- Create a Google Voice phone number for free. Instead of using your real phone number, give this number to people you don’t know very well. Some people wait 2-3 months to give people their real contact information.
- Before you meet someone in person, tell family or friends who, where, and when you are meeting.
- Plan to check in with family or friends again after your meeting ends so that they know you’re safely home.
- Meet and spend time together only in public for at least three meetings. Never allow someone to give you a ride or pick you up from your house the first time you meet, as they will then know where you live.
- Never go to someone’s house or invite them to your house the first time you meet them.
- Some people choose to meet in a group or bring a friend the first time they meet a new person.
Handling Online Rejection
People will sometimes talk to you online and then decide later that they don’t want to meet or continue talking to you. This happens to everyone who does online dating. It doesn’t mean that you did anything wrong or that you are not a likable and desirable person! There are many reasons why someone may decide to stop talking to you – they could be anxious, overwhelmed with obligations, or might have started dating someone and decided to stop looking for new partners.
- If someone stops talking to you for a few days and you’re not sure if they want to keep talking, you could say something like, “I was enjoying our conversation and am open to talking again in the future if you want!”
- Avoid harassing them (texting or messaging them repeatedly, demanding that they talk to you, or asking why they are not interested).
- Avoid calling them names.
You may feel really sad or frustrated if someone stops talking to you suddenly; these are normal feelings that happen to everyone. Keep in mind that there are plenty of other people online to talk to.
Sexting: Sexual Texts and Selfies
Some teens and adults share sexts (sexual texts or photos of themselves) with their partners. Some people find sexting helpful for keeping a sexual connection in long-distance relationships. Others find it fun, sexy, or get a confidence boost from their partners when engaging in sexting. Sending sexual texts and photos should be consensual, meaning that both the sender and the receiver have agreed to the exchange.
Like sex, sexting has a number of potentially negative consequences:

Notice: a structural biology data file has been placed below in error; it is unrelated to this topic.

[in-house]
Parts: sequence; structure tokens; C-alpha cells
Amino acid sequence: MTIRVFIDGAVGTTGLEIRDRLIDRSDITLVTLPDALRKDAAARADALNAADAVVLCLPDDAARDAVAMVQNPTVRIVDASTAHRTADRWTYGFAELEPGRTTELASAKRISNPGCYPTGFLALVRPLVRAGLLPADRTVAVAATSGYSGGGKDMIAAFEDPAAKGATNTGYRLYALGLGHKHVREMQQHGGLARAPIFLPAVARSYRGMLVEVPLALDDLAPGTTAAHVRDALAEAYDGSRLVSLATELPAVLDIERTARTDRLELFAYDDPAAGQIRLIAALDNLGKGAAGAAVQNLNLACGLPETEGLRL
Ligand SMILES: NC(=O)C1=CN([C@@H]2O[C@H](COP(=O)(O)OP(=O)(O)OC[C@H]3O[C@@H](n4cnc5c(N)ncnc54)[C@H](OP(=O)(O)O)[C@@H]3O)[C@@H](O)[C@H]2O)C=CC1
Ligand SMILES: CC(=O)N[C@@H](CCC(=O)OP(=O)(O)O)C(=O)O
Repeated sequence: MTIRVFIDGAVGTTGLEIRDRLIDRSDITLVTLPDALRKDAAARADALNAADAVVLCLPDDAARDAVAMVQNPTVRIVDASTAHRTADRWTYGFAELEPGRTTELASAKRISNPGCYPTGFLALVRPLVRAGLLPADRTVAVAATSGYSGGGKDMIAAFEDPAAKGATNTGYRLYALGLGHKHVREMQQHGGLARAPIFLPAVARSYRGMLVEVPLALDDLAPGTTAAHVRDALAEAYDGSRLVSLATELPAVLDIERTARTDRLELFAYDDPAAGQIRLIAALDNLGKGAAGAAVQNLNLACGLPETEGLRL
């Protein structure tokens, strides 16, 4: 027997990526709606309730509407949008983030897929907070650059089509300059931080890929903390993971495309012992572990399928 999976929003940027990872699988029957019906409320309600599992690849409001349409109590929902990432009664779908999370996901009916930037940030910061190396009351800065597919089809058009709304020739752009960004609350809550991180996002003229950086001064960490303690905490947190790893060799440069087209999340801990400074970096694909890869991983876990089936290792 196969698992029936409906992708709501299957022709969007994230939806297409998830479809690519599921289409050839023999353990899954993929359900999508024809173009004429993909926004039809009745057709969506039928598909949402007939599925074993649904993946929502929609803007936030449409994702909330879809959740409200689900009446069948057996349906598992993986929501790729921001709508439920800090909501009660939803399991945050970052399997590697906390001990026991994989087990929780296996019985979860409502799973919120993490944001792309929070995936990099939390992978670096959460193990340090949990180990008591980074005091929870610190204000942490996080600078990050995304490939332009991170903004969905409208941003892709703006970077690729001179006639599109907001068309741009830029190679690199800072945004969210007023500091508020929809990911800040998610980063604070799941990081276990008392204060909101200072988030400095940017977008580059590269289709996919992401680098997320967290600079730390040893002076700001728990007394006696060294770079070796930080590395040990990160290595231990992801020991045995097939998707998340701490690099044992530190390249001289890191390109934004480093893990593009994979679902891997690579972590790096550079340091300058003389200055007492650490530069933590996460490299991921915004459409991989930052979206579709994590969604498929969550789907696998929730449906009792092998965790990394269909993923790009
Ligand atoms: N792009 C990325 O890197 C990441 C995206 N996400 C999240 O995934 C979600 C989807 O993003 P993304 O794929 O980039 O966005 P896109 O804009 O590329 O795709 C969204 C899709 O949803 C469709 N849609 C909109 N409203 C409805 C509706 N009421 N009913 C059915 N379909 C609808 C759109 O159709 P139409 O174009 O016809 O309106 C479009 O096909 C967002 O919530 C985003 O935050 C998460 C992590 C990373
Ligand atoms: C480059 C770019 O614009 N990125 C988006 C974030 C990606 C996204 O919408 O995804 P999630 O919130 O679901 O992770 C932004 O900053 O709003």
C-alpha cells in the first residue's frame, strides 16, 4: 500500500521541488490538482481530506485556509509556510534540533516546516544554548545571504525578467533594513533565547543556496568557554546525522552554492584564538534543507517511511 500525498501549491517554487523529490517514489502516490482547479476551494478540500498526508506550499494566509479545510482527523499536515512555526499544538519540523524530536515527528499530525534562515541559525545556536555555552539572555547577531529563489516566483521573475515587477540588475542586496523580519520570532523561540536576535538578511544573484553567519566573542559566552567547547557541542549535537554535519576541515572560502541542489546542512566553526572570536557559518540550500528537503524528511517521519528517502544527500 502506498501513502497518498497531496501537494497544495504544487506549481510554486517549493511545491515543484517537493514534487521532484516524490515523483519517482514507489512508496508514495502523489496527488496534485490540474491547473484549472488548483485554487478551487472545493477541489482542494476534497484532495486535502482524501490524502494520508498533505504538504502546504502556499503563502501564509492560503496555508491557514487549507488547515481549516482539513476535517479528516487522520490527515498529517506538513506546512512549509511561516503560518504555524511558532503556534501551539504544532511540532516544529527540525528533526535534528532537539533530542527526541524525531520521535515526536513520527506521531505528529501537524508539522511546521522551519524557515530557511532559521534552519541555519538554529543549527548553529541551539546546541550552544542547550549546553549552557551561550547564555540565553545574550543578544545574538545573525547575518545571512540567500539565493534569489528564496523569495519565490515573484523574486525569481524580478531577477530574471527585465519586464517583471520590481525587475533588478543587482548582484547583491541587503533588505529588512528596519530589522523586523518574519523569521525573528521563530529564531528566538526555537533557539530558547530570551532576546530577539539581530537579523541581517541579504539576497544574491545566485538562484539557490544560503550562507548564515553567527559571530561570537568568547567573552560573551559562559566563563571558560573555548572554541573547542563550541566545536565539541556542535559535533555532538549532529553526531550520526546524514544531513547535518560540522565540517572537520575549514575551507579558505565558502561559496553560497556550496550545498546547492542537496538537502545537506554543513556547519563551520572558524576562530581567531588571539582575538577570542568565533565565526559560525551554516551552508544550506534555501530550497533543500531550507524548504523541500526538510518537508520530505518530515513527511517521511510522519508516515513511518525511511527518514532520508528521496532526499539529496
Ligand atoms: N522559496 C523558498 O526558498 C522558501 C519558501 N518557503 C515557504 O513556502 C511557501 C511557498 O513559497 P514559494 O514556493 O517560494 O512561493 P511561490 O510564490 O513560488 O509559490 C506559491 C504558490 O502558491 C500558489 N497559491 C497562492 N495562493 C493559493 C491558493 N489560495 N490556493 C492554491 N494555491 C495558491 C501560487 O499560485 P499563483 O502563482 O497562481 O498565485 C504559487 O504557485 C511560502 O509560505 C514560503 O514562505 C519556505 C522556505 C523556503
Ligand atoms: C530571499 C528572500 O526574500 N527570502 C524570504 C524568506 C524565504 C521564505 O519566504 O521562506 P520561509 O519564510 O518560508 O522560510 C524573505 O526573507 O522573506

- Once you send a text or picture of yourself to someone else, you no longer have control over what happens to it. The other person can show it to someone else or post it online without your knowledge or consent. If the picture or video contains your face or other identifying characteristics that are visible when you are clothed (for example, tattoos on your arm or leg), it can make it easy for people to identify you.
- Once you post a picture or video of yourself online, it can never truly be erased.
- Sexual photos or videos that are posted online can have negative personal and professional consequences for you if they are seen by people who you do not want to see them. For example, friends, parents, future employers, or romantic partners could see these pictures or videos. One of the most common negative consequences of sexting is fear that people who were not meant to see the photos will see them.
For these reasons, it is important to establish a relationship of trust before sharing sexual texts and photos with someone.
Sexting Gone Wrong
Charlotte sent a selfie to her boyfriend of her in just her underwear. Her boyfriend then forwarded to a group of his friends. Someone then posted her picture on an adult website. Charlotte didn’t know that the picture was posted online, she thought it had been kept between her and her boyfriend.
*Did you know?
It’s against the law for people under the age of 18 to share nude or sexual photos of themselves. It’s considered a type of child pornography. Police and courts have arrested and prosecuted both the teens who have taken nude photos of themselves and anyone who received the sext.
Remember, the same types of people who you should not have a romantic or sexual relationship with are also people who should not be sexting you. Teachers, bosses, helpers, and family members should never send you or ask you for sexual texts and photos. If they do, it is a form of sexual harassment, and you should seek support. (Information on this can be found in the Healthy Relationships section.)
- If someone sends you sexual texts or photos, respect their privacy by making sure no one else can see them!
- Remember to keep the contents of notification pop-ups hidden, and not to leave your phone unlocked and unattended for others to accidentally see. It’s also inappropriate to store or display the photo in ways that can be easily seen by others, such as in an unlocked folder or as a home screen background.
- Showing or forwarding a sexual text or photo that was meant only for you could lead to negative consequences, such as ruining the relationship or legal consequences in some states.